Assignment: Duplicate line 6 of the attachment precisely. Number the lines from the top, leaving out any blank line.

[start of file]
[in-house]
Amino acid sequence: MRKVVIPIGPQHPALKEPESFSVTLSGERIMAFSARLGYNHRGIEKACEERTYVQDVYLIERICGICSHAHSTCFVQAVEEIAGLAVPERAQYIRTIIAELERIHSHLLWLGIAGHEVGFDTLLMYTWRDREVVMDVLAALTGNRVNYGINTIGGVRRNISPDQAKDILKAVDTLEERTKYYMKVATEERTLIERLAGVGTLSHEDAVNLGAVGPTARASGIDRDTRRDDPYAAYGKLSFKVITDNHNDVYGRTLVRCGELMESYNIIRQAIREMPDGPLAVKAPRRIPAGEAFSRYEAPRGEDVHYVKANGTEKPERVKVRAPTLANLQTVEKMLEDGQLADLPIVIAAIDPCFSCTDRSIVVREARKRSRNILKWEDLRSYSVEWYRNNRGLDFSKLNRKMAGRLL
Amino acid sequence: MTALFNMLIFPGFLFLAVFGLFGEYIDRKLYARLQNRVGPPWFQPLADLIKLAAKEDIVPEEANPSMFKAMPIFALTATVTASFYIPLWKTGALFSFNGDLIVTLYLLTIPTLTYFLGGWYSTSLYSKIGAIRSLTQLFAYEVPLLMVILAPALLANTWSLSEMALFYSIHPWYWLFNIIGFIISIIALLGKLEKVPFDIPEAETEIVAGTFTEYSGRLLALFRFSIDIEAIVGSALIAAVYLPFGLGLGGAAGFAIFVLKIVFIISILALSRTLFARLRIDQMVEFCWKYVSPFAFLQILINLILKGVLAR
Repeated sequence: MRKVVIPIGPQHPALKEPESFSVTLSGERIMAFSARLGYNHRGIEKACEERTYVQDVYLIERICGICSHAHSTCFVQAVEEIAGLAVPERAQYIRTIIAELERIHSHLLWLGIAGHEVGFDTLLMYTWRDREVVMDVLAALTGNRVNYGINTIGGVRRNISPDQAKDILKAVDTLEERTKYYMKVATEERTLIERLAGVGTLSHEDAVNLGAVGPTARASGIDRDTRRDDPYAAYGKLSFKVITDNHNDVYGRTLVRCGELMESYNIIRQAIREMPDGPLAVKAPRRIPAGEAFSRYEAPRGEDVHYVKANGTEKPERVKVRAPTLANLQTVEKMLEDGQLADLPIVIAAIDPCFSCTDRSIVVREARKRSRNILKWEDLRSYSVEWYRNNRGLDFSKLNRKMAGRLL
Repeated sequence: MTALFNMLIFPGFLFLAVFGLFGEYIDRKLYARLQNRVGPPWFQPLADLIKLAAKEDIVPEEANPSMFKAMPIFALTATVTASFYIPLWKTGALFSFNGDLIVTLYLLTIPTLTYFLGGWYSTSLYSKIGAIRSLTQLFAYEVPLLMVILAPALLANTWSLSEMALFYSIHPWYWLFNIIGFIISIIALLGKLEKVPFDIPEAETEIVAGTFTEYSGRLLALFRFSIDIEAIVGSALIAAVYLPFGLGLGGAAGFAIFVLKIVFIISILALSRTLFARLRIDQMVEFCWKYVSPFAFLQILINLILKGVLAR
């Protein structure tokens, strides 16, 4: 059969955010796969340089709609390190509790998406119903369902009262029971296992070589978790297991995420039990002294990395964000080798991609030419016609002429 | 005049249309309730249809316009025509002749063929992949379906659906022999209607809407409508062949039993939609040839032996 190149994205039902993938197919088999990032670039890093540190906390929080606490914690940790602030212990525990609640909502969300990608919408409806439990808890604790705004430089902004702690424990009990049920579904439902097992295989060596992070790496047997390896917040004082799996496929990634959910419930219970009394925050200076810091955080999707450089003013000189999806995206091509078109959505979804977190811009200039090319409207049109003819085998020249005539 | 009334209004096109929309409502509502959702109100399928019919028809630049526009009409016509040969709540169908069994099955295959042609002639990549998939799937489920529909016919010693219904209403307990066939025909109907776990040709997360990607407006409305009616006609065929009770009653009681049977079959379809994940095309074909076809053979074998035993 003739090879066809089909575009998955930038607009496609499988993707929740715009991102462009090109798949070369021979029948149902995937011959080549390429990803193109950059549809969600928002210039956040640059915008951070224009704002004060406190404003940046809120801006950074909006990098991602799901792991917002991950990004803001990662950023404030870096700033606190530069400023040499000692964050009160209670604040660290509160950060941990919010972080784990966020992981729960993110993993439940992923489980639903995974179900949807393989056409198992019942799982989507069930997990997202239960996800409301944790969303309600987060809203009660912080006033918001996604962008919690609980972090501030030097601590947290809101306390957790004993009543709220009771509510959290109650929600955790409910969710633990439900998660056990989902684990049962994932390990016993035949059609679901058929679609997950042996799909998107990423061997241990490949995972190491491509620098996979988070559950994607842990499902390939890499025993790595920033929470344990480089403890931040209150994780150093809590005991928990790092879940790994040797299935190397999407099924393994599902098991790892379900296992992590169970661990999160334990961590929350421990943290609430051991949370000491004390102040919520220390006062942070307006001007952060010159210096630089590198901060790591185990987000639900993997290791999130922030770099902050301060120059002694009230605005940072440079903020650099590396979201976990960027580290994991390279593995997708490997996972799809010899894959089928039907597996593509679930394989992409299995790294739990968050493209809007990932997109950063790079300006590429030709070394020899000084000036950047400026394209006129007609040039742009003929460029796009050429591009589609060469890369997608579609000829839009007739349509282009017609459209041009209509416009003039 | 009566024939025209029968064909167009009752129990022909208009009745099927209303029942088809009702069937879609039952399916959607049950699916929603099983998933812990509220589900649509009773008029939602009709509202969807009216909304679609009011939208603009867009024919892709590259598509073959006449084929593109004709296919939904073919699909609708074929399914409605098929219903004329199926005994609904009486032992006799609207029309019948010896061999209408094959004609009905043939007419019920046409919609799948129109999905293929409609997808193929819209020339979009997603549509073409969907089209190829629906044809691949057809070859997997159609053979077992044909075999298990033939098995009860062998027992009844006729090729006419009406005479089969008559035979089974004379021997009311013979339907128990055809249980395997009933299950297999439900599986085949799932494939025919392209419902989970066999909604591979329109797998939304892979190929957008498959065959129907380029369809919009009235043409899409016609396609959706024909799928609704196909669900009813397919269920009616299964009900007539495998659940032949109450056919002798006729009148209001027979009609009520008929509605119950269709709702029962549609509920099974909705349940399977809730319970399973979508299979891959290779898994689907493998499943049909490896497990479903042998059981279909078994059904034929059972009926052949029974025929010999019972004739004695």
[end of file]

């Protein structure tokens, strides 16, 4: 059969955010796969340089709609390190509790998406119903369902009262029971296992070589978790297991995420039990002294990395964000080798991609030419016609002429 | 005049249309309730249809316009025509002749063929992949379906659906022999209607809407409508062949039993939609040839032996 190149994205039902993938197919088999990032670039890093540190906390929080606490914690940790602030212990525990609640909502969300990608919408409806439990808890604790705004430089902004702690424990009990049920579904439902097992295989060596992070790496047997390896917040004082799996496929990634959910419930219970009394925050200076810091955080999707450089003013000189999806995206091509078109959505979804977190811009200039090319409207049109003819085998020249005539 | 009334209004096109929309409502509502959702109100399928019919028809630049526009009409016509040969709540169908069994099955295959042609002639990549998939799937489920529909016919010693219904209403307990066939025909109907776990040709997360990607407006409305009616006609065929009770009653009681049977079959379809994940095309074909076809053979074998035993 003739090879066809089909575009998955930038607009496609499988993707929740715009991102462009090109798949070369021979029948149902995937011959080549390429990803193109950059549809969600928002210039956040640059915008951070224009704002004060406190404003940046809120801006950074909006990098991602799901792991917002991950990004803001990662950023404030870096700033606190530069400023040499000692964050009160209670604040660290509160950060941990919010972080784990966020992981729960993110993993439940992923489980639903995974179900949807393989056409198992019942799982989507069930997990997202239960996800409301944790969303309600987060809203009660912080006033918001996604962008919690609980972090501030030097601590947290809101306390957790004993009543709220009771509510959290109650929600955790409910969710633990439900998660056990989902684990049962994932390990016993035949059609679901058929679609997950042996799909998107990423061997241990490949995972190491491509620098996979988070559950994607842990499902390939890499025993790595920033929470344990480089403890931040209150994780150093809590005991928990790092879940790994040797299935190397999407099924393994599902098991790892379900296992992590169970661990999160334990961590929350421990943290609430051991949370000491004390102040919520220390006062942070307006001007952060010159210096630089590198901060790591185990987000639900993997290791999130922030770099902050301060120059002694009230605005940072440079903020650099590396979201976990960027580290994991390279593995997708490997996972799809010899894959089928039907597996593509679930394989992409299995790294739990968050493209809007990932997109950063790079300006590429030709070394020899000084000036950047400026394209006129007609040039742009003929460029796009050429591009589609060469890369997608579609000829839009007739349509282009017609459209041009209509416009003039 | 009566024939025209029968064909167009009752129990022909208009009745099927209303029942088809009702069937879609039952399916959607049950699916929603099983998933812990509220589900649509009773008029939602009709509202969807009216909304679609009011939208603009867009024919892709590259598509073959006449084929593109004709296919939904073919699909609708074929399914409605098929219903004329199926005994609904009486032992006799609207029309019948010896061999209408094959004609009905043939007419019920046409919609799948129109999905293929409609997808193929819209020339979009997603549509073409969907089209190829629906044809691949057809070859997997159609053979077992044909075999298990033939098995009860062998027992009844006729090729006419009406005479089969008559035979089974004379021997009311013979339907128990055809249980395997009933299950297999439900599986085949799932494939025919392209419902989970066999909604591979329109797998939304892979190929957008498959065959129907380029369809919009009235043409899409016609396609959706024909799928609704196909669900009813397919269920009616299964009900007539495998659940032949109450056919002798006729009148209001027979009609009520008929509605119950269709709702029962549609509920099974909705349940399977809730319970399973979508299979891959290779898994689907493998499943049909490896497990479903042998059981279909078994059904034929059972009926052949029974025929010999019972004739004695």